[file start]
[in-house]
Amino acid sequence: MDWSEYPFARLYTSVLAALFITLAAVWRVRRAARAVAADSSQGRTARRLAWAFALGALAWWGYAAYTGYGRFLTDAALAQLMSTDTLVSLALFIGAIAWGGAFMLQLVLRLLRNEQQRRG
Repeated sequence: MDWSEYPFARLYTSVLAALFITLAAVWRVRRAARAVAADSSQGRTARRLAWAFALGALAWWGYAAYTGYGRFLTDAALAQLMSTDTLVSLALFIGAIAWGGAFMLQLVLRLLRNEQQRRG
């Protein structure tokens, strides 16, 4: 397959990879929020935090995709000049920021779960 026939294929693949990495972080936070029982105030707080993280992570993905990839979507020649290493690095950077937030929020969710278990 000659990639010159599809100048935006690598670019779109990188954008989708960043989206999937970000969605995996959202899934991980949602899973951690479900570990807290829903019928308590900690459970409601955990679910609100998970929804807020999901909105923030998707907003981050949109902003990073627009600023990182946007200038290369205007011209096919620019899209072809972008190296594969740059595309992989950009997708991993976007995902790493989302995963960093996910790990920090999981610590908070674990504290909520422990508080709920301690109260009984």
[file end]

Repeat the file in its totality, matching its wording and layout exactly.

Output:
[in-house]
Amino acid sequence: MDWSEYPFARLYTSVLAALFITLAAVWRVRRAARAVAADSSQGRTARRLAWAFALGALAWWGYAAYTGYGRFLTDAALAQLMSTDTLVSLALFIGAIAWGGAFMLQLVLRLLRNEQQRRG
Repeated sequence: MDWSEYPFARLYTSVLAALFITLAAVWRVRRAARAVAADSSQGRTARRLAWAFALGALAWWGYAAYTGYGRFLTDAALAQLMSTDTLVSLALFIGAIAWGGAFMLQLVLRLLRNEQQRRG
């Protein structure tokens, strides 16, 4: 397959990879929020935090995709000049920021779960 026939294929693949990495972080936070029982105030707080993280992570993905990839979507020649290493690095950077937030929020969710278990 000659990639010159599809100048935006690598670019779109990188954008989708960043989206999937970000969605995996959202899934991980949602899973951690479900570990807290829903019928308590900690459970409601955990679910609100998970929804807020999901909105923030998707907003981050949109902003990073627009600023990182946007200038290369205007011209096919620019899209072809972008190296594969740059595309992989950009997708991993976007995902790493989302995963960093996910790990920090999981610590908070674990504290909520422990508080709920301690109260009984």